San Francisco-based two-piece Seventeen Evergreen are masters of the sci-fi ethereal, mood-sculpting in a manner most organic. Comparisons to Mercury Rev, Grandaddy and Lee Hazelwood have been made and stuck, after a fashion; they’re certainly of a comparable quality. The pair – Caleb Pate and Nephi Evans – released their acclaimed debut album in the UK earlier this year via Lucky Number. Life Embarrasses Me On Planet Earth is reviewed here.
As they arrive in Europe for some rare live appearances, including a date tonight at London’s Luminaire (their only British show on this trip), DiS catches up with Pate and Evans to DiScover Seventeen Evergreen.
Life Embarrasses Me On Planet Earth has the feeling of a slow-burner about it; the kind of LP that will reveal itself fully over timely and considered listens. Given that its critical reception – positive – doesn't wholly reflect the band's current profile – rising, but not yet buzzing – are you of the opinion that it's a proverbial 'grower'?
P: Due to the overcrowded musical landscape, I think all records are growers these days, especially the best records. My favourite records have always been of this variety. Immediate doesn't always mean best. Please let me know after hearing the record 38 times if you agree with this. The hard part of this equation is the blip culture / attention span / digital bulkus enormous / too many bands on the planet society we live in. Technology and the awareness that it affords are both positive and negative in equal parts. Hooray!
With so much pressure heaped atop the debut record of any band these days – there's not so much flexibility for failure in today's narrowing marketplace – are you confident in attracting as much coverage around your second album, or more, even?
P: Recordings are building blocks of momentum and awareness and successive records two and three, et cetera, will always gain more attention, even if they are lower quality, which isn't a possibility in this group.
Is Life… a great foundation from which to build, or should album two be a giant sidestep?
P: Musical departures are always a possibility for restless types like us, we'll see and you shall see. Out of the 40+ songs we are considering for the next album, they run the gamut of places we've been musically and places we haven't been. It will undeniably sound like us.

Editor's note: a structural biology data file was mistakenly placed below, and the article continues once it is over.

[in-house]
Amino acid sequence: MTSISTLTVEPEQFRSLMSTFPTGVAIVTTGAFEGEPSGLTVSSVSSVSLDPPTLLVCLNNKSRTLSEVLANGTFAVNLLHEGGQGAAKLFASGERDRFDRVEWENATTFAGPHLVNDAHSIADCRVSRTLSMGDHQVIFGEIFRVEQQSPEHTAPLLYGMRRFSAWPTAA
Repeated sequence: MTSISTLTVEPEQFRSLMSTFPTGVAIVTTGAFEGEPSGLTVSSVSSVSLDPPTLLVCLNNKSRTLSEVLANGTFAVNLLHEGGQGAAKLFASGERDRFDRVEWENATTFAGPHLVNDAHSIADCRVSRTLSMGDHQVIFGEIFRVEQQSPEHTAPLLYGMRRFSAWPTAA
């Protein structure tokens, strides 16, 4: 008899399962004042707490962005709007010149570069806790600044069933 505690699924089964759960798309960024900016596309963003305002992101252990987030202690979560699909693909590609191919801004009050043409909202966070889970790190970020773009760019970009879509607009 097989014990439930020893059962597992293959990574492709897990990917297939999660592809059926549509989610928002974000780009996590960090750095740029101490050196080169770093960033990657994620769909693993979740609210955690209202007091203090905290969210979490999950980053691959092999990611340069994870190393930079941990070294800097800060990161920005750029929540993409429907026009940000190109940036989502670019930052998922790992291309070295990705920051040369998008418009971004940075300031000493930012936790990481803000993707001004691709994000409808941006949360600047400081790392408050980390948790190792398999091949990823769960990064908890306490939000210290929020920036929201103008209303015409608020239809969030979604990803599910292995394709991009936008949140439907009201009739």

Comparisons have been many and varied, and all positive, but can comparisons to acts like Lee Hazelwood and Mercury Rev actually hinder a new band's ascent, as everyone's a critic these days and can read 'tween the lines enough to know most acts compared favourably to a good act past probably aren’t of a similar quality…?
P: All artists, no matter how classic they are perceived when they cease to exist, had these origins in press awareness. Comparisons = easy marketing. Our label has been very surprised by some of the lazy comparisons associated with us, while not necessarily seeing or hearing what they did when first hearing us. This isn't the end of the world, because most of the comparisons have been bands that we like or don't mind, but not usually influences or anything we listen to frequently. Without a box to fit in, who would listen? People like what is familiar. Can it hinder us? Yes, perhaps... If a band reads too much into it and grows more similar to whom they've been compared to. This could only pose a problem if a band gives too much weight to the comparisons and either reacts against it or grows more similar to those bands in order to garner more attention. There's also the possibility that a potential fan could me misled and just say, “Oh, I think one Strokes is enough, thank you very much, next”. These thoughts don't dominate our dreams, that's for sure.
Then again, the continuing success of the Rev, and new success of Midlake, must make you more confident of appealing to a wide audience? Music like yours isn't 'difficult'; it's the kind of indie-pop that creeps in slow, but does ultimately infect you quite wonderfully. Can you feel its commercial appeal from your perspective, or are you too close to the material to be able to judge such things?